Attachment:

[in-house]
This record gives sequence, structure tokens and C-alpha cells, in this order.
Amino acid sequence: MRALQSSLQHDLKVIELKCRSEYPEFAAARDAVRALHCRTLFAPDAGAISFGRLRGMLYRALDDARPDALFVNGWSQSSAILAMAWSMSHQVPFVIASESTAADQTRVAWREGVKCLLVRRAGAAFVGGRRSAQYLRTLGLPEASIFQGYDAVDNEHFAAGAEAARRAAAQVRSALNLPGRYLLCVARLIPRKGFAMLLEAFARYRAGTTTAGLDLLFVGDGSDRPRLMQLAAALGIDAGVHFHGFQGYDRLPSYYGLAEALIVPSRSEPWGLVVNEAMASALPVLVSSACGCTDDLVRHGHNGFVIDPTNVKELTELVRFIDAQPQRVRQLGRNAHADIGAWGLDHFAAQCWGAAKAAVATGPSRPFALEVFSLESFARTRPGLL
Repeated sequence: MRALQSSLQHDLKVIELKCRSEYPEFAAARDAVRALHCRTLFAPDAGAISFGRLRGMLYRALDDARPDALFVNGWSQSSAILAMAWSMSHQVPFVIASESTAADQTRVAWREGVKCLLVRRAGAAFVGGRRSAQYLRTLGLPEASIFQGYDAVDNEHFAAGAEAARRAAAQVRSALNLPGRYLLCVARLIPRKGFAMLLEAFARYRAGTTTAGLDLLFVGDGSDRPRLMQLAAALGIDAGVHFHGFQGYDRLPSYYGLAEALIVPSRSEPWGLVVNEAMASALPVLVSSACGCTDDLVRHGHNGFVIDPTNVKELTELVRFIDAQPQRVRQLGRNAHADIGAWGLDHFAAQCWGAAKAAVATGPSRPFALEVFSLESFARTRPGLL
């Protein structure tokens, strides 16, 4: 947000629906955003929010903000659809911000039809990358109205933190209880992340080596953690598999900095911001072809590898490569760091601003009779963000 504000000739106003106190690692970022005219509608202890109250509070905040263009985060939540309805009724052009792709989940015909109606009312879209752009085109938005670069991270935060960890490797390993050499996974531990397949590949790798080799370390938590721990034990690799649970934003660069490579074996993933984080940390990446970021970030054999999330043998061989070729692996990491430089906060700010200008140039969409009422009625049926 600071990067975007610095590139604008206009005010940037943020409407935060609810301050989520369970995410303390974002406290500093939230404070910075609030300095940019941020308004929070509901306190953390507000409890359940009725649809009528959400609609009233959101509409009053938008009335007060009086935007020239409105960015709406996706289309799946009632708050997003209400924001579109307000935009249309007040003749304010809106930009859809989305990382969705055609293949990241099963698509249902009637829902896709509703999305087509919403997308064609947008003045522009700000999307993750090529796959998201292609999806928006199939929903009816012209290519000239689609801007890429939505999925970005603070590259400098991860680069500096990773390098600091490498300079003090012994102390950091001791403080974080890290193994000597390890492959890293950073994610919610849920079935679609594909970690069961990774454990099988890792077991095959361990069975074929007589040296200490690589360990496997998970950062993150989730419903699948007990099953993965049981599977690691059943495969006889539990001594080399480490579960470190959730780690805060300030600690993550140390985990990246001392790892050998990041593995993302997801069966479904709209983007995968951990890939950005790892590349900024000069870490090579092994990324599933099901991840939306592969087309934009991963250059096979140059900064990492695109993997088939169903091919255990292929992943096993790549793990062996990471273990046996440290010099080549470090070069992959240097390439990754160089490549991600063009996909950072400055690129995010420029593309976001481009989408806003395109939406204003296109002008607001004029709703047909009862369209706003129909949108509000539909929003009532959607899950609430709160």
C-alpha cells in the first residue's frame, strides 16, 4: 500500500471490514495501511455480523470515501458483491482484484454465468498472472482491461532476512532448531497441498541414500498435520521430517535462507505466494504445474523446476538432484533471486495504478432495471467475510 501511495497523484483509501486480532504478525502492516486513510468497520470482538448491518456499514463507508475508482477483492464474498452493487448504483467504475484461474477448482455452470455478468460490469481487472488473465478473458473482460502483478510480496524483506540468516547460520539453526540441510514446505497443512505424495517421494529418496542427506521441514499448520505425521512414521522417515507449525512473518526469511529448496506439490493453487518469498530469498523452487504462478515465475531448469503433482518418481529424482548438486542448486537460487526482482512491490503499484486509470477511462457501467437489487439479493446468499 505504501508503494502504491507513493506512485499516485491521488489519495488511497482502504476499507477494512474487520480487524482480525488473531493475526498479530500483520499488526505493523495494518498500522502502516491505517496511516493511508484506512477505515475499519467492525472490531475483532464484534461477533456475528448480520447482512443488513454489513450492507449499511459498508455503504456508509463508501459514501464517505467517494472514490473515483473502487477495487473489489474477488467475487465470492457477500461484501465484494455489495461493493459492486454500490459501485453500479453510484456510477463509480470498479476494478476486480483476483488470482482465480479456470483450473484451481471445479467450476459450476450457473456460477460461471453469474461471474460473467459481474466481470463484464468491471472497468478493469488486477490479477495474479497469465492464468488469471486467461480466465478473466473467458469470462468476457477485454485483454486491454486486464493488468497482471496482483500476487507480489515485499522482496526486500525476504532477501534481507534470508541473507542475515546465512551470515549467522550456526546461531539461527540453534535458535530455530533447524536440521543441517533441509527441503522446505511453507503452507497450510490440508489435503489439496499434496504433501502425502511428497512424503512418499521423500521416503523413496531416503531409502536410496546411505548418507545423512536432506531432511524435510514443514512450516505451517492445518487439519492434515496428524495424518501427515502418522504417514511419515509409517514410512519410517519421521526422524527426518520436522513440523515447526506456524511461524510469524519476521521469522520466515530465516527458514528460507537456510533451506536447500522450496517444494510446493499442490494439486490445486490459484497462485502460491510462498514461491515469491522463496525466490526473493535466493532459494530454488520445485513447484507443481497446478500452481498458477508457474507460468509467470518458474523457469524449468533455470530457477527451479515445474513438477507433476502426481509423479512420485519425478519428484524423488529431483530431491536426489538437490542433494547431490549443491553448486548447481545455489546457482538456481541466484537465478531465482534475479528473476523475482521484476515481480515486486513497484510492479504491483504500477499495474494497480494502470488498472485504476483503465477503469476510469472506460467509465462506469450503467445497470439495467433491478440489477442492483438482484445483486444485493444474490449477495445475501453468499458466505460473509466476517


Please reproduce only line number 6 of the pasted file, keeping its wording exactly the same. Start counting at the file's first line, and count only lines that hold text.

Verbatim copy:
C-alpha cells in the first residue's frame, strides 16, 4: 500500500471490514495501511455480523470515501458483491482484484454465468498472472482491461532476512532448531497441498541414500498435520521430517535462507505466494504445474523446476538432484533471486495504478432495471467475510 501511495497523484483509501486480532504478525502492516486513510468497520470482538448491518456499514463507508475508482477483492464474498452493487448504483467504475484461474477448482455452470455478468460490469481487472488473465478473458473482460502483478510480496524483506540468516547460520539453526540441510514446505497443512505424495517421494529418496542427506521441514499448520505425521512414521522417515507449525512473518526469511529448496506439490493453487518469498530469498523452487504462478515465475531448469503433482518418481529424482548438486542448486537460487526482482512491490503499484486509470477511462457501467437489487439479493446468499 505504501508503494502504491507513493506512485499516485491521488489519495488511497482502504476499507477494512474487520480487524482480525488473531493475526498479530500483520499488526505493523495494518498500522502502516491505517496511516493511508484506512477505515475499519467492525472490531475483532464484534461477533456475528448480520447482512443488513454489513450492507449499511459498508455503504456508509463508501459514501464517505467517494472514490473515483473502487477495487473489489474477488467475487465470492457477500461484501465484494455489495461493493459492486454500490459501485453500479453510484456510477463509480470498479476494478476486480483476483488470482482465480479456470483450473484451481471445479467450476459450476450457473456460477460461471453469474461471474460473467459481474466481470463484464468491471472497468478493469488486477490479477495474479497469465492464468488469471486467461480466465478473466473467458469470462468476457477485454485483454486491454486486464493488468497482471496482483500476487507480489515485499522482496526486500525476504532477501534481507534470508541473507542475515546465512551470515549467522550456526546461531539461527540453534535458535530455530533447524536440521543441517533441509527441503522446505511453507503452507497450510490440508489435503489439496499434496504433501502425502511428497512424503512418499521423500521416503523413496531416503531409502536410496546411505548418507545423512536432506531432511524435510514443514512450516505451517492445518487439519492434515496428524495424518501427515502418522504417514511419515509409517514410512519410517519421521526422524527426518520436522513440523515447526506456524511461524510469524519476521521469522520466515530465516527458514528460507537456510533451506536447500522450496517444494510446493499442490494439486490445486490459484497462485502460491510462498514461491515469491522463496525466490526473493535466493532459494530454488520445485513447484507443481497446478500452481498458477508457474507460468509467470518458474523457469524449468533455470530457477527451479515445474513438477507433476502426481509423479512420485519425478519428484524423488529431483530431491536426489538437490542433494547431490549443491553448486548447481545455489546457482538456481541466484537465478531465482534475479528473476523475482521484476515481480515486486513497484510492479504491483504500477499495474494497480494502470488498472485504476483503465477503469476510469472506460467509465462506469450503467445497470439495467433491478440489477442492483438482484445483486444485493444474490449477495445475501453468499458466505460473509466476517